A highlight of the symposium for me was when a large cardboard box was wheeled on to the stage and we were asked to imagine a future world where artificial intelligence could match human intelligence well enough to do all forms of labor. For many people in the room, this was no longer a question of “if,” it was only a question of “when.” Professor Thomas W. Malone said that he does not expect such machines to emerge in his lifetime. Nevertheless, the experts on stage urged us to grapple with the new ethical and legal challenges that will accompany machine intelligence. Imagine a machine that sends you a speeding ticket before you can even touch the brake. Professor Alex (Sandy) Pentland is concerned that laws could become digital and automatic, challenging human judgment. The implications of such developments need to be carefully considered. Isaac Asimov was thinking about these issues long ago, and perhaps the time has come to dust off his three laws of robotics. In the near future, as a practical matter, each machine will need to be associated with a human that will take responsibility for its actions. Artificial intelligence is evolving, and it will be up to us to guarantee that machines uphold human values and ethics.

The truth is that no one knows how fast these changes will come. What we do know is that technological innovation will outpace government policies and laws. As the pace accelerates, our society will struggle to adapt and keep up. Rebecca Rhoads urged us to carry out change respectfully and thoughtfully.

Despite all that was discussed, there was a sense of optimism that our future could be bright. Speakers urged us to embrace change and drive innovation to grow professionally. Creative life-long learners will always be in demand. Our youth will need to be computer literate and become the “captain of their own ship.” In brief, have fun with the emerging technology because we are living in an exciting time.

Although machines have emerged that can beat the best humans at chess or Jeopardy, researchers have discovered that a well-formed team can beat the best solo human or machine. Such a team can be all humans or a combination of humans and machines; either way, we are stronger collectively. Further, a team’s strength is not determined by the raw intelligence of its members. Instead, Professor Thomas Malone tells us that the team’s strength depends on team members having high social intelligence, as well as a willingness to have everyone participate. As a side note, teams with a high proportion of women tend to do well, likely because the average social intelligence is higher for that gender.

Andrew McAfee gave the closing keynote. He talked about how teams of the future will combine humans and machines. He chose computer chess as an example. We all know that the best computer can now beat the best human. In “freestyle chess,” however, mixed teams of humans and computers produce new and surprising results. A team of good (not outstanding) players, aided by software running on a personal computer, can beat the best solo human or machine. Collective intelligence is the new frontier.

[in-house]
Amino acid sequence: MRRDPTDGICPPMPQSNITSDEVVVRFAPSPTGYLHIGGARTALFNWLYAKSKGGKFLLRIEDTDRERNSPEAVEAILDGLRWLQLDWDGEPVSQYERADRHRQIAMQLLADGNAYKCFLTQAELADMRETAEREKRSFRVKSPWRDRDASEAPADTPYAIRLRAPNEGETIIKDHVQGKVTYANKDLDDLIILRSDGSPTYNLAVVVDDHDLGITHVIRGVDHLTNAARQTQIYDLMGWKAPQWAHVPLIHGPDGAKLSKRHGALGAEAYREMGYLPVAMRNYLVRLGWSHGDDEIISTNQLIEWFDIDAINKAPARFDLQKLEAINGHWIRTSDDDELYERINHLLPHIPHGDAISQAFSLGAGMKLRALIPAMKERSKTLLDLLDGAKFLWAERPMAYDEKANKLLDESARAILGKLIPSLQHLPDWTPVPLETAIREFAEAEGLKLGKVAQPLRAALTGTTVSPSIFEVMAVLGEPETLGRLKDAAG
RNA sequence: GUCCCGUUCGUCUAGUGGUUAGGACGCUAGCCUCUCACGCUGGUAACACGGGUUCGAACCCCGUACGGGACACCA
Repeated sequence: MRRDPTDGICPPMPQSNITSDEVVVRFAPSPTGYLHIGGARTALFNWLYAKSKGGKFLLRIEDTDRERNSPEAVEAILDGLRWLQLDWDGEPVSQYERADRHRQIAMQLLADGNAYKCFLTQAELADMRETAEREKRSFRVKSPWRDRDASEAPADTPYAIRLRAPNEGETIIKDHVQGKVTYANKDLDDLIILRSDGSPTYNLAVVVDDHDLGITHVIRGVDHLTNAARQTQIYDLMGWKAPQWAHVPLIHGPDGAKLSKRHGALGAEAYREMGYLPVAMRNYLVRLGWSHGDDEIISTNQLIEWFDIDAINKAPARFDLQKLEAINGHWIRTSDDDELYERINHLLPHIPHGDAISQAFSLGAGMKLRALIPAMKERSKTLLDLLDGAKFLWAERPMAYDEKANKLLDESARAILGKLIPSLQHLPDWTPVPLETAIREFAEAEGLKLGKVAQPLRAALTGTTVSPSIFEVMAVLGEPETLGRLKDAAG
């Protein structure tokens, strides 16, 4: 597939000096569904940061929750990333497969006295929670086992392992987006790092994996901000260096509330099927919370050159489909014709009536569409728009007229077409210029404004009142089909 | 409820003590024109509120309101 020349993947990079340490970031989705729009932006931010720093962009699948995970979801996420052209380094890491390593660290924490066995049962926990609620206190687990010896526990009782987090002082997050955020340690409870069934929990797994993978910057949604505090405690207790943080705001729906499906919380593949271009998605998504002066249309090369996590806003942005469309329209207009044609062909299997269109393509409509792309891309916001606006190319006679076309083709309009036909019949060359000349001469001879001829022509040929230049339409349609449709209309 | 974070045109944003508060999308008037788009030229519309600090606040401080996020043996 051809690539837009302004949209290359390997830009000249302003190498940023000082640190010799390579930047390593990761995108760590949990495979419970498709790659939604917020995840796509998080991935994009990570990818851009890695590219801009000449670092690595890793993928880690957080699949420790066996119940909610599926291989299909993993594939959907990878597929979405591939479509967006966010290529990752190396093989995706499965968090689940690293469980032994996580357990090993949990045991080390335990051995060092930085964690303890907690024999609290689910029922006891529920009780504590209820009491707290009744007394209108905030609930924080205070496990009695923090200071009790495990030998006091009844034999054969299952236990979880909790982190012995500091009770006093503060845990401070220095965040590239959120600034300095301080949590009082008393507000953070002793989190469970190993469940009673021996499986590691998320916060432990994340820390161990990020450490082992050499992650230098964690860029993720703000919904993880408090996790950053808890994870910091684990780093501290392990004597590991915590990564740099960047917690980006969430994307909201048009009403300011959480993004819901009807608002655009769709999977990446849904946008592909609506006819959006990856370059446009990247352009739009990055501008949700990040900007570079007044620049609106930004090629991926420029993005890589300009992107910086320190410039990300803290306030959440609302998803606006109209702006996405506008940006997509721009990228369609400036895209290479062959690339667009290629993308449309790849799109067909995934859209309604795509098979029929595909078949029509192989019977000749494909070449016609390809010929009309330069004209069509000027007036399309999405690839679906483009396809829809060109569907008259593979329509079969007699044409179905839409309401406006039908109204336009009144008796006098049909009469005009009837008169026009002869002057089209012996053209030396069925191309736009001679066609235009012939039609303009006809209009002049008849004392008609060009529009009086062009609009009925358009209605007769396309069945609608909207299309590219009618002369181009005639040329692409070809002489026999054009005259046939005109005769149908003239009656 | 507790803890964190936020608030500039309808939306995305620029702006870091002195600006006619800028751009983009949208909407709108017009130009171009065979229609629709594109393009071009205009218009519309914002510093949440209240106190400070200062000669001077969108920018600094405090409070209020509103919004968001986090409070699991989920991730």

A painting made by Harold Cohen’s computer program, AARON. Photo by Conall O’Brien

A painting made by Harold Cohen’s computer program, AARON. Photo by Conall O’Brien

McAfee is reluctant to put any limits on artificial intelligence; when it comes to computer ability, his mantra has become “never say never.” New capabilities are emerging. For example, emotion sensing software is available that works as well as the “average guy.” Improvements are needed, but that’s not bad for a machine. He also showed examples of paintings that were completely machine generated; artificial intelligence is moving beyond routine tasks and beginning to emulate creativity. Nevertheless, humans, he believes, will still have roles to play as we learn to work with intelligent machines. Although economic theory and government policy are lagging behind the technological curve, he believes that we will adapt and enjoy great benefits. While there will be difficulties, such as coping with employment concerns, we have the opportunity to build an economy of abundance. McAfee cautioned us that protectionism is not the answer. He said that we should not attempt to protect the status quo, nor should we expect egalitarianism. Instead, our guiding principles should be innovation and inclusiveness. Personally, I would add one more: integrity.

The event ended with a reception at the innovation showcase where ten cutting edge companies displayed their products for Enterprise IT. Four books were on display:

  • The Second Machine Age, by Erik Brynjolfsson and Andrew McAfee
  • Social Physics, by Alex Pentland
  • Big Data @ Work, by Thomas H. Davenport
  • The Innovators Path, by Madge M. Meyer

In addition, many others have written about this event. Below is a partial list of articles (there is also a list on MIT Sloan CIO Symposium Site News and Press Coverage page):

Happy reading and be sure to let me know your thoughts on the next digital revolution. Are you ready?